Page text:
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Putting People First: A Spotlight on Claims Specialists Emily Caputo and Nataliia Melko

March 29, 2024

In honor of Women’s History Month, Ullico is highlighting the contributions of Emily Caputo and Nataliia Melko, two of the impressive women within the Ullico Casualty Group, LLC’s (UCG’s) Professional Liability Claims Department.  Led by Assistant Vice President, Laverne Wingfield, the claims department works with insureds and attorneys to process fiduciary, union, and non-profit labor and management liability insurance claims.

While other insurance providers may use general claims adjusters for these products, UCG’s claims professionals specialize in professional liability for union leaders and multi-employer benefit funds. Both recently promoted to the level of Senior Claims Counsel, Caputo and Melko are two such individuals.  

Getting Started

Although they now work alongside one another, Caputo and Melko’s stories began on different continents. Caputo was born and raised in Maryland, attending a small liberal arts school in western Maryland for her undergraduate degree. Meanwhile, Melko was born in western Ukraine amid the collapse of the Soviet Union. The era’s economic dislocations hit close to home as Melko’s parents, both of whom worked at a bus plant, faced extended periods where employees were not paid. Despite the tumult of the time, Melko recalls her childhood fondly, “I lived in a beautiful city and got to spend my summers in a village where there were animals, and I had lots of time to read.”

While completing her law degree in Ukraine, Melko visited the United States over summer break as part of a work-travel program for students. The experience fueled a desire to live in the Washington, D.C. area long-term. After graduation, she passed the national exam in Ukraine and made plans to earn an advanced degree in America. With her parents’ blessing, two suitcases, and a small savings, Melko left home in 2011 to build a life in her new country.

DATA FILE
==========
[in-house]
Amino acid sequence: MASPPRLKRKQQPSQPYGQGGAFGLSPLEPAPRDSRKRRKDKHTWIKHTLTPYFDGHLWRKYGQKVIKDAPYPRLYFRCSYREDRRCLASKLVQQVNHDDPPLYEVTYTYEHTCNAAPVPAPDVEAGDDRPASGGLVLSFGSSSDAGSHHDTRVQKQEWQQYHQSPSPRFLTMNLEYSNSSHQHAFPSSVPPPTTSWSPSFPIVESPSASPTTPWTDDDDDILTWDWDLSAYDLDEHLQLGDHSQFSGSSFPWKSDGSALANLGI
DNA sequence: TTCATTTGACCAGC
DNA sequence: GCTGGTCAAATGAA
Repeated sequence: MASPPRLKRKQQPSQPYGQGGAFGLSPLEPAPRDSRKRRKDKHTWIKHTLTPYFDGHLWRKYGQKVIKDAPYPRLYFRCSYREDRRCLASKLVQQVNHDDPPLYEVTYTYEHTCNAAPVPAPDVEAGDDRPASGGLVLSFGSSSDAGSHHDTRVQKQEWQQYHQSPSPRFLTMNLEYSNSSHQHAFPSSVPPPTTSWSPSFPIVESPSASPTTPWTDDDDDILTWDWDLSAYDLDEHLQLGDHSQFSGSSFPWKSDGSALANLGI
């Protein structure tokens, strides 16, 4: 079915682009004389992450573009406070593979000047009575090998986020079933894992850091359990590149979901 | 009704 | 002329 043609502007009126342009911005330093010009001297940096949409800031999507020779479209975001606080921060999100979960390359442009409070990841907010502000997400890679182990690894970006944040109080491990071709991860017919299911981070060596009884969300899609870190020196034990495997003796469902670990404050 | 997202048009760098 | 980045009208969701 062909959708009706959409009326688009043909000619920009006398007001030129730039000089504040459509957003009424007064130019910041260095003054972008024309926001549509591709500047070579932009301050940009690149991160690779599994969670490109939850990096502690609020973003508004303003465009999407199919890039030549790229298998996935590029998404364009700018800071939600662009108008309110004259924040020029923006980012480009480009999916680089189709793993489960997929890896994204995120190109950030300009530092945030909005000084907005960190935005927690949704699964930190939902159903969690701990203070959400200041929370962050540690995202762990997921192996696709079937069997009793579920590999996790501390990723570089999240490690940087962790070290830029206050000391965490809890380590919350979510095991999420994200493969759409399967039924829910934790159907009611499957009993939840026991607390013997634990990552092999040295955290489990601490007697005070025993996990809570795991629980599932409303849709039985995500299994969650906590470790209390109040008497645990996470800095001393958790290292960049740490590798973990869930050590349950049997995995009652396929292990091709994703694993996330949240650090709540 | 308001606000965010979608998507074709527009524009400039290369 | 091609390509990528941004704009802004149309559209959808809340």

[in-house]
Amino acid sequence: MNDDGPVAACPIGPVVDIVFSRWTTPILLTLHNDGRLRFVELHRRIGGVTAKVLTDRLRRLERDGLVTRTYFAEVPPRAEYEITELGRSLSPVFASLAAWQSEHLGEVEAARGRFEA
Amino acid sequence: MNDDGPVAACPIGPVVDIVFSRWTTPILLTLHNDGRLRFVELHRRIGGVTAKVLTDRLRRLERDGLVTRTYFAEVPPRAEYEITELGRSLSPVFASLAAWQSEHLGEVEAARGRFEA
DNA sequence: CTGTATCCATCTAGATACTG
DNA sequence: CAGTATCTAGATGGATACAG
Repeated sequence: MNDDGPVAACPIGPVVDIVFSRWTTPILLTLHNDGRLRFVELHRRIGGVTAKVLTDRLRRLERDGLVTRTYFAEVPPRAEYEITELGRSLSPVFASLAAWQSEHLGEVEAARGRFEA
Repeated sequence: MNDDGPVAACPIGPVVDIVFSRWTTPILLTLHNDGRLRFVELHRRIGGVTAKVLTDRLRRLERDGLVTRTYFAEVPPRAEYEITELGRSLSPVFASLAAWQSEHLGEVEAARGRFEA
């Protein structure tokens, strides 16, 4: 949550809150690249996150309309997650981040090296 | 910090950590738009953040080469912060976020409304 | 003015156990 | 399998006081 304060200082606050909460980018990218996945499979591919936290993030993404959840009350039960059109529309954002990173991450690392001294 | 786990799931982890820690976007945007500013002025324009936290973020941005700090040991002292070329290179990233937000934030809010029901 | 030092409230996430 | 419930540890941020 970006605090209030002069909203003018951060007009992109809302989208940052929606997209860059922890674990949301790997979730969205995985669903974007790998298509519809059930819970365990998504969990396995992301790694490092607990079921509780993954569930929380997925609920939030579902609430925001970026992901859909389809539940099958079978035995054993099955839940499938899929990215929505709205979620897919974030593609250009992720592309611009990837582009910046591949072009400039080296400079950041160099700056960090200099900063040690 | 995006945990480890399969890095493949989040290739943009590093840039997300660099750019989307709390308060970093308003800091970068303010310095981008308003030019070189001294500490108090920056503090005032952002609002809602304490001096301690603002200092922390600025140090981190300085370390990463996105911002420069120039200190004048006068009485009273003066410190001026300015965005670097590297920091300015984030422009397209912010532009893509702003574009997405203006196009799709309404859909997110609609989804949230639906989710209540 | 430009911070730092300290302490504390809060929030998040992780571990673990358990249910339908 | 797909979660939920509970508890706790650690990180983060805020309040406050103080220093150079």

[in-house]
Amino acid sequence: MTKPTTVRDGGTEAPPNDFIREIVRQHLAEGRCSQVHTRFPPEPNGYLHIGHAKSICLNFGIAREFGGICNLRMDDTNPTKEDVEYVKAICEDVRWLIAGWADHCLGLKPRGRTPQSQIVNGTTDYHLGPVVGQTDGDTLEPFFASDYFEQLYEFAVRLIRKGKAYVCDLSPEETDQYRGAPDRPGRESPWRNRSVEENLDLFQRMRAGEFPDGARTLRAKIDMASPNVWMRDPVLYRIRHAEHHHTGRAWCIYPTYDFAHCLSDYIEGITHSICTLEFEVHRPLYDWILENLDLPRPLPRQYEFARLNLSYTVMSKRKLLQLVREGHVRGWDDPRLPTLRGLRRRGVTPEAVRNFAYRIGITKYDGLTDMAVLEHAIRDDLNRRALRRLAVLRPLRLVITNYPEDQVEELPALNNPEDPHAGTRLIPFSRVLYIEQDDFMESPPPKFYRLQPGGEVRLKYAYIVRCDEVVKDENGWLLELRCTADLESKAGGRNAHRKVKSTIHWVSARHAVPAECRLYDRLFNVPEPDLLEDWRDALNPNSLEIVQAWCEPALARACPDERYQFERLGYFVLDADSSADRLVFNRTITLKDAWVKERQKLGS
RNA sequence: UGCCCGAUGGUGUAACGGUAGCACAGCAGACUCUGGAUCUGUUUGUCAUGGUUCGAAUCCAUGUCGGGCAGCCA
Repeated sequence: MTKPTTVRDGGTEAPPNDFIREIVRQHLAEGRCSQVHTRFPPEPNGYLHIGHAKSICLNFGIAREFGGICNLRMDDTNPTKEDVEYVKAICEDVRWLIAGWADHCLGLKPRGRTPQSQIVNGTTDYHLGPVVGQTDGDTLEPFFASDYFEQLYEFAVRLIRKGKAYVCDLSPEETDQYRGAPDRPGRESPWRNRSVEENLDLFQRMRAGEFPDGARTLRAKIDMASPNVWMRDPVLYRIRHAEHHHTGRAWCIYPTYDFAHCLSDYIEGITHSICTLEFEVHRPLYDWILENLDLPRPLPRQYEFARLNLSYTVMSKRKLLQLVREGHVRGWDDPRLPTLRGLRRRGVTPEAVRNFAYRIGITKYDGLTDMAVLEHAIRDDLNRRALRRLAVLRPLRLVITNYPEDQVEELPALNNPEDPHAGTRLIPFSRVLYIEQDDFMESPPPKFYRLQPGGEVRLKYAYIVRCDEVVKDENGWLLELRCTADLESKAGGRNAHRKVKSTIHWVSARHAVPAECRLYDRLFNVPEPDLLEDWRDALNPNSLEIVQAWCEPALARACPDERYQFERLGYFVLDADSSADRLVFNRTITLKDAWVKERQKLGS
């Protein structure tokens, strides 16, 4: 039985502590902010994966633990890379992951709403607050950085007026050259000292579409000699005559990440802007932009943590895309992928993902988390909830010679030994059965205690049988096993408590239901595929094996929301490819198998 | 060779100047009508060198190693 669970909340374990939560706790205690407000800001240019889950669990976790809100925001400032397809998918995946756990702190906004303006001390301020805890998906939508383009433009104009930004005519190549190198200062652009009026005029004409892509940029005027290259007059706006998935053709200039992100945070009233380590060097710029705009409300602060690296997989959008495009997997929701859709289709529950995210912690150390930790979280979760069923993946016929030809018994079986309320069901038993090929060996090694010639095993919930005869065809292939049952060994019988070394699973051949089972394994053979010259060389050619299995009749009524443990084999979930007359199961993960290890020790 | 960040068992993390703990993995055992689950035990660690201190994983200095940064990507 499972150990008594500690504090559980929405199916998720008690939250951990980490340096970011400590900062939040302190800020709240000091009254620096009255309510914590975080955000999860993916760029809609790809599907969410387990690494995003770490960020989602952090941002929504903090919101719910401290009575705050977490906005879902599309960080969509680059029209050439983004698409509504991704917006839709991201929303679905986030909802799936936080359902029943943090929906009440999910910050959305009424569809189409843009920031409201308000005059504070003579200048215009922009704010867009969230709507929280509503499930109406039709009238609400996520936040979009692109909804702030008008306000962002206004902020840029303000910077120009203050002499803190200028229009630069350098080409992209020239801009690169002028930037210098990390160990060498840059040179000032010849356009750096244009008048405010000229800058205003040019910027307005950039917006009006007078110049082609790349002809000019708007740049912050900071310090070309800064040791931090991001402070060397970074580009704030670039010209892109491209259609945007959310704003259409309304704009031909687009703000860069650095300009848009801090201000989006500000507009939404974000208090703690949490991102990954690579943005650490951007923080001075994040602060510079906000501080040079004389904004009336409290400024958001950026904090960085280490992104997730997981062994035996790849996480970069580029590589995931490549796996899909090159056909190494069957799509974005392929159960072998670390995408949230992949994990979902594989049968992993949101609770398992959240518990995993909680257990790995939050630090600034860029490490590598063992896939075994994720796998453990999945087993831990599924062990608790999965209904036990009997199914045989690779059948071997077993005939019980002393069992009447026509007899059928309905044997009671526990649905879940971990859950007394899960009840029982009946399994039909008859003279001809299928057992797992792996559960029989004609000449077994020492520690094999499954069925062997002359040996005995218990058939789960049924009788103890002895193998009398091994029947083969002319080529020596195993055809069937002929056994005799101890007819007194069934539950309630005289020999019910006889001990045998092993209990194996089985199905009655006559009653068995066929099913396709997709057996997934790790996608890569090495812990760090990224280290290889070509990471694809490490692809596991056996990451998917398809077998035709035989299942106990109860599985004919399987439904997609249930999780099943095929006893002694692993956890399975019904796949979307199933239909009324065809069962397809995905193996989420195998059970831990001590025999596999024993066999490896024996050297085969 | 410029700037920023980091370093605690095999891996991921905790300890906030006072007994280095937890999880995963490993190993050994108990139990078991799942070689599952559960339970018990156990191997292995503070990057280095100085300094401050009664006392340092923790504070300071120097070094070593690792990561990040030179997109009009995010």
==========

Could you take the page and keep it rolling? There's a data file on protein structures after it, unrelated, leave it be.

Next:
Soon after arriving, she accepted a waitressing job, began a master’s degree at American University’s Washington College of Law, and took out a large loan. While working at the restaurant, she met the general counsel for the Iron Workers International union who offered her a job as a paralegal. A transformative opportunity, the position helped Melko get her foot in the door and build a professional network in her new home. For the next two years she completed courses, worked at the Iron Workers headquarters in D.C., and took shifts at the restaurant to make ends meet before eventually graduating and passing the bar exam.

Caputo was busy establishing her professional career in the Washington, D.C. area as well. After receiving her undergraduate degree, she began working for a law firm in the nation’s capital. She looks back at the time fondly, noting “The attorneys were very engaging and loved to talk about the law and what they did. They were also very flexible, allowing me to work and go to law school in the evenings.” In addition to her full-time job and legal studies at Catholic University’s Columbus School of Law, Caputo also decided to pursue a master’s degree in psychology.

It was an intimidating workload, but Caputo found inspiration in her mother. “My mom worked, raised two daughters, and went to school at night to earn her degrees. She’s a strong, independent woman and although I’m sure it was quite difficult, she always seemed to manage it with grace.”